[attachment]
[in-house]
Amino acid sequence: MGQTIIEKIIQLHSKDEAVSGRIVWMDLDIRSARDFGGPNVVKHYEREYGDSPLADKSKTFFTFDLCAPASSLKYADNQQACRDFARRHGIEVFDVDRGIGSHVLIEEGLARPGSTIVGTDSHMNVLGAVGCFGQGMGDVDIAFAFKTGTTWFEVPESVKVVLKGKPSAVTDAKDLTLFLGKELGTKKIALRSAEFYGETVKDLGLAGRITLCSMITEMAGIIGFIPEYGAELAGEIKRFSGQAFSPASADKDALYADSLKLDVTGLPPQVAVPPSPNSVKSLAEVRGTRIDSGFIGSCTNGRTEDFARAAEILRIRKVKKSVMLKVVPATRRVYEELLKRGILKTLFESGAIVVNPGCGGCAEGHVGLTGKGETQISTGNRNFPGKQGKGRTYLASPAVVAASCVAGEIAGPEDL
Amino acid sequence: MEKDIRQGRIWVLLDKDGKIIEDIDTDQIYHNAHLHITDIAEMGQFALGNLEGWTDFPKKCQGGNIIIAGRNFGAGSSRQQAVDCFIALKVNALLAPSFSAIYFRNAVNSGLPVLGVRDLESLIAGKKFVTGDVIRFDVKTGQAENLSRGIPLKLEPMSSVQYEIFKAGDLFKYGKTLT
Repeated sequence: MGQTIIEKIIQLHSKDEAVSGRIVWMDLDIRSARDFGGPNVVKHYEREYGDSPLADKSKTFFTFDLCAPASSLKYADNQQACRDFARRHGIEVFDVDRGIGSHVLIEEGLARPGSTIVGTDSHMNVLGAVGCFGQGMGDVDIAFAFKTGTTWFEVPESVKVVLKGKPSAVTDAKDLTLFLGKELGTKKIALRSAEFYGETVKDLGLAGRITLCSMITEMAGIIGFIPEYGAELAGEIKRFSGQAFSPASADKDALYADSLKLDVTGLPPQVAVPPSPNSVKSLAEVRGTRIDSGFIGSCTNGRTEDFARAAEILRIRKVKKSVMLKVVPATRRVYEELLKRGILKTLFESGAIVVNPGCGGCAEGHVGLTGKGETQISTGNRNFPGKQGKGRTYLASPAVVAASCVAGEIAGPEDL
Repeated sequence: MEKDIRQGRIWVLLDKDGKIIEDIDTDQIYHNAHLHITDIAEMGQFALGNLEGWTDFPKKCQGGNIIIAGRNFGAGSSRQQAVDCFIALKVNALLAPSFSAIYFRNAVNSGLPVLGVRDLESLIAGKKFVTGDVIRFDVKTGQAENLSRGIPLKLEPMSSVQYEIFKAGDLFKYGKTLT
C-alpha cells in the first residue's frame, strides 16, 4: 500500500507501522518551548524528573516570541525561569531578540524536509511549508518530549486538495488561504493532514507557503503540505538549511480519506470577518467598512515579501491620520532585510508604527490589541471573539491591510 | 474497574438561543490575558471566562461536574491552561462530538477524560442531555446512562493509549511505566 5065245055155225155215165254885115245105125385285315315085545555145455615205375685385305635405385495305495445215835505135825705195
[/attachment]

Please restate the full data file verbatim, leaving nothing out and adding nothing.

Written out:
[in-house]
Amino acid sequence: MGQTIIEKIIQLHSKDEAVSGRIVWMDLDIRSARDFGGPNVVKHYEREYGDSPLADKSKTFFTFDLCAPASSLKYADNQQACRDFARRHGIEVFDVDRGIGSHVLIEEGLARPGSTIVGTDSHMNVLGAVGCFGQGMGDVDIAFAFKTGTTWFEVPESVKVVLKGKPSAVTDAKDLTLFLGKELGTKKIALRSAEFYGETVKDLGLAGRITLCSMITEMAGIIGFIPEYGAELAGEIKRFSGQAFSPASADKDALYADSLKLDVTGLPPQVAVPPSPNSVKSLAEVRGTRIDSGFIGSCTNGRTEDFARAAEILRIRKVKKSVMLKVVPATRRVYEELLKRGILKTLFESGAIVVNPGCGGCAEGHVGLTGKGETQISTGNRNFPGKQGKGRTYLASPAVVAASCVAGEIAGPEDL
Amino acid sequence: MEKDIRQGRIWVLLDKDGKIIEDIDTDQIYHNAHLHITDIAEMGQFALGNLEGWTDFPKKCQGGNIIIAGRNFGAGSSRQQAVDCFIALKVNALLAPSFSAIYFRNAVNSGLPVLGVRDLESLIAGKKFVTGDVIRFDVKTGQAENLSRGIPLKLEPMSSVQYEIFKAGDLFKYGKTLT
Repeated sequence: MGQTIIEKIIQLHSKDEAVSGRIVWMDLDIRSARDFGGPNVVKHYEREYGDSPLADKSKTFFTFDLCAPASSLKYADNQQACRDFARRHGIEVFDVDRGIGSHVLIEEGLARPGSTIVGTDSHMNVLGAVGCFGQGMGDVDIAFAFKTGTTWFEVPESVKVVLKGKPSAVTDAKDLTLFLGKELGTKKIALRSAEFYGETVKDLGLAGRITLCSMITEMAGIIGFIPEYGAELAGEIKRFSGQAFSPASADKDALYADSLKLDVTGLPPQVAVPPSPNSVKSLAEVRGTRIDSGFIGSCTNGRTEDFARAAEILRIRKVKKSVMLKVVPATRRVYEELLKRGILKTLFESGAIVVNPGCGGCAEGHVGLTGKGETQISTGNRNFPGKQGKGRTYLASPAVVAASCVAGEIAGPEDL
Repeated sequence: MEKDIRQGRIWVLLDKDGKIIEDIDTDQIYHNAHLHITDIAEMGQFALGNLEGWTDFPKKCQGGNIIIAGRNFGAGSSRQQAVDCFIALKVNALLAPSFSAIYFRNAVNSGLPVLGVRDLESLIAGKKFVTGDVIRFDVKTGQAENLSRGIPLKLEPMSSVQYEIFKAGDLFKYGKTLT
C-alpha cells in the first residue's frame, strides 16, 4: 500500500507501522518551548524528573516570541525561569531578540524536509511549508518530549486538495488561504493532514507557503503540505538549511480519506470577518467598512515579501491620520532585510508604527490589541471573539491591510 | 474497574438561543490575558471566562461536574491552561462530538477524560442531555446512562493509549511505566 5065245055155225155215165254885115245105125385285315315085545555145455615205375685385305635405385495305495445215835505135825705195